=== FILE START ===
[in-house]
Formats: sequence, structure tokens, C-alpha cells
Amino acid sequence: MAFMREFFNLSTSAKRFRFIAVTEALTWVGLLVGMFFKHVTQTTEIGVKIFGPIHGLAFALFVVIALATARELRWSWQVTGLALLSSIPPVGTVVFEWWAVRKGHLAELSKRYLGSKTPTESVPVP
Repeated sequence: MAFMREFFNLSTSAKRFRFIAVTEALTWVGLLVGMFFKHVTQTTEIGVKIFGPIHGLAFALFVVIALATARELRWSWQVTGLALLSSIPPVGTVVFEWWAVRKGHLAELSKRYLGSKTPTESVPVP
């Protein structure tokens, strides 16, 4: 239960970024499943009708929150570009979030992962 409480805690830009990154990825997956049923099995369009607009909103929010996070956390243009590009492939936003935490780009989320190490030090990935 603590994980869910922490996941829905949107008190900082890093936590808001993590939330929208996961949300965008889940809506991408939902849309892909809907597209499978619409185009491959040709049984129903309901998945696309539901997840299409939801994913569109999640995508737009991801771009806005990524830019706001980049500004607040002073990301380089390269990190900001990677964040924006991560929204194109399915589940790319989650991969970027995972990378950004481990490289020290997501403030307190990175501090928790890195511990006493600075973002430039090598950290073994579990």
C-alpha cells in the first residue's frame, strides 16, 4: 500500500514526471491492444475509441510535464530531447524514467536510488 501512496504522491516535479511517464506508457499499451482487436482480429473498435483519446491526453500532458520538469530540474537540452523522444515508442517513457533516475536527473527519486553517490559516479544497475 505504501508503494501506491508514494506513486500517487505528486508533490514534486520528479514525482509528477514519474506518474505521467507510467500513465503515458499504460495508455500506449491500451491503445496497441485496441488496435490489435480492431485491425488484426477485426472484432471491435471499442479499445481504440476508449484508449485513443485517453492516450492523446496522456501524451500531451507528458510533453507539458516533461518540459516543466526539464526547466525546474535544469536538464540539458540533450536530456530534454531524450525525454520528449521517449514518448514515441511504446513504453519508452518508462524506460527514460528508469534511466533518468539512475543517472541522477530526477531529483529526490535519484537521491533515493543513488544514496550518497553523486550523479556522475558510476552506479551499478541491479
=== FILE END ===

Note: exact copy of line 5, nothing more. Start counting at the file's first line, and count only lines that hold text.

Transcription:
């Protein structure tokens, strides 16, 4: 239960970024499943009708929150570009979030992962 409480805690830009990154990825997956049923099995369009607009909103929010996070956390243009590009492939936003935490780009989320190490030090990935 603590994980869910922490996941829905949107008190900082890093936590808001993590939330929208996961949300965008889940809506991408939902849309892909809907597209499978619409185009491959040709049984129903309901998945696309539901997840299409939801994913569109999640995508737009991801771009806005990524830019706001980049500004607040002073990301380089390269990190900001990677964040924006991560929204194109399915589940790319989650991969970027995972990378950004481990490289020290997501403030307190990175501090928790890195511990006493600075973002430039090598950290073994579990």